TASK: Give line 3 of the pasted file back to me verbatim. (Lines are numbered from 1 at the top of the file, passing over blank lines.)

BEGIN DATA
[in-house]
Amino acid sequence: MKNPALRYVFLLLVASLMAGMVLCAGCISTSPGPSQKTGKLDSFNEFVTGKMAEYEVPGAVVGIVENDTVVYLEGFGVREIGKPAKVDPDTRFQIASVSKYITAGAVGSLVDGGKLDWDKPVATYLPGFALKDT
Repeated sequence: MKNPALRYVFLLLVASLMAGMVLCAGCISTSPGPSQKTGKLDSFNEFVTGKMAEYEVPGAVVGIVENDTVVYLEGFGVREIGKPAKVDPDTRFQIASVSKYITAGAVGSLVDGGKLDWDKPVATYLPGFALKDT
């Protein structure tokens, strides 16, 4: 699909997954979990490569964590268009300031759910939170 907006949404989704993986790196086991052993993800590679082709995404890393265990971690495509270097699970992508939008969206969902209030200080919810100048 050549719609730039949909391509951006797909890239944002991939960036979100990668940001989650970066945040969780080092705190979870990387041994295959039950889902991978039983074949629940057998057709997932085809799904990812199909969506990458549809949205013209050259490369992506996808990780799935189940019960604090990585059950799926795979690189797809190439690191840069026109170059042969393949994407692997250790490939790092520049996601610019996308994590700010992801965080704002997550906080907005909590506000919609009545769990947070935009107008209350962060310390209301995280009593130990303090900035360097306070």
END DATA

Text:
Repeated sequence: MKNPALRYVFLLLVASLMAGMVLCAGCISTSPGPSQKTGKLDSFNEFVTGKMAEYEVPGAVVGIVENDTVVYLEGFGVREIGKPAKVDPDTRFQIASVSKYITAGAVGSLVDGGKLDWDKPVATYLPGFALKDT